The collection also includes a letter by Patrick Brontë's friend the Halifax poet William Dearden written in August 1857, in which he discusses their joint visit to Patrick that year and the publication of Mrs Gaskell's biography five months earlier: "He [Patrick] said he did not know that he had an enemy in the world before Mrs Gaskell's publication of the life of his daughter, and he really could not tell from what source she had derived her information about himself except it might be from some discarded servant..." (see Barker, p.803). There is also Leyland's own account of his visit to Haworth on 28 January 1874 to interview John Brown's brother ("...Visited Haworth twenty-six years after the death of Branwell Bronte, and found, still living, William, the brother of John Brown late grave digger and sexton... The ardent, imaginative, and impulsive youth fell a victim to this man of coffins, graves, pickaxes, and spades...") with an autograph letter to him by William Brown, Haworth, 18 February 1874, and an autograph journal of his further visit to the Browns at Haworth in May 1874 ("...William Brown had been expecting me by the train and overtook me in the street. We passed the memorable 'Bull' in our way to his house where he introduced me to his niece Martha, late servant to the Brontës and now with Mr Nicholls the husband of the late Charlotte... Mrs Brown said that when Branwell was forbidden to approach Mrs R. he was in a state of frenzy walking round their table, clenching a knife in his hand, and wildly raving at the irrevocable decrees of damned fate!...").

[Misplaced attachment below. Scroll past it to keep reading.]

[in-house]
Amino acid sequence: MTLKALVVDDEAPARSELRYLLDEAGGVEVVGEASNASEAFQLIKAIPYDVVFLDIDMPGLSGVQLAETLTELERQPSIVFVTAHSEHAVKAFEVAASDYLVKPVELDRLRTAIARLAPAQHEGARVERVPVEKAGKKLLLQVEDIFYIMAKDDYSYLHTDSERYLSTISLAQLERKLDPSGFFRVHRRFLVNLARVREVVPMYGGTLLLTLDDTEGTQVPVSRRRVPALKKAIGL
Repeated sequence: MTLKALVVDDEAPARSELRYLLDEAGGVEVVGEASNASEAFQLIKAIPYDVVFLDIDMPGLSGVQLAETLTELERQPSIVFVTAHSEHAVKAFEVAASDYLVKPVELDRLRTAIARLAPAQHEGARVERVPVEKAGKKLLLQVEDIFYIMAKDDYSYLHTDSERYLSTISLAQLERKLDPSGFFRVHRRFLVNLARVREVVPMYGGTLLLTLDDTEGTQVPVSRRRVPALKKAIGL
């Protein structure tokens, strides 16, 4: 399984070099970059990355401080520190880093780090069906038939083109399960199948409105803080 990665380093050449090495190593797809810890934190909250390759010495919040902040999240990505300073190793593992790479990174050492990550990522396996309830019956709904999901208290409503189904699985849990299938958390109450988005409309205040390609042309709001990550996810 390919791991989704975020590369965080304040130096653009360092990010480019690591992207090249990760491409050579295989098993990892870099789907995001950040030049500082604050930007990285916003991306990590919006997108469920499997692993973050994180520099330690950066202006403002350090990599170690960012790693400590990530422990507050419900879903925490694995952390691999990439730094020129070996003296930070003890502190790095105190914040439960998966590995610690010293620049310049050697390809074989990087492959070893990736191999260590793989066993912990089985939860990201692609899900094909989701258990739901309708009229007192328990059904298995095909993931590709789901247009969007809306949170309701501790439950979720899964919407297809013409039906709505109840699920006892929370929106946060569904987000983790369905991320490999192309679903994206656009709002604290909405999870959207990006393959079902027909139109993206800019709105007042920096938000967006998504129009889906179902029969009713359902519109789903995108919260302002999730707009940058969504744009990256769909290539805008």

As well as Leyland's retained copies or drafts of his outgoing letters (as for example to the editor of the Athenaeum, submitting "My brother's lyrics and ballads, of which I have found some in his old metallic books, where they were scribbled, are weird and beautiful"), the collection also comprises Leyland's transcripts of letters to William Dearden by Martha Brown ("...Mother says you asked her on Saturday whether Mrs Gaskell had any talk with me before she began to write the memoir of my late Mistress...") and Patrick Brontë ("...As Mr Nicholls has stated, I have given to him, all Branwell's writings and wish, earnestly that no one should write his life - enough, I think, has been said on that head. He was a young man of varied, and brilliant talents; but alas! his appetite, was stronger than his reason, and thus all his fair prospects were blighted, his life shortened, and great sorrow brought upon his sisters, and me...")


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The Parlour

The Parlour



Charlotte Bronte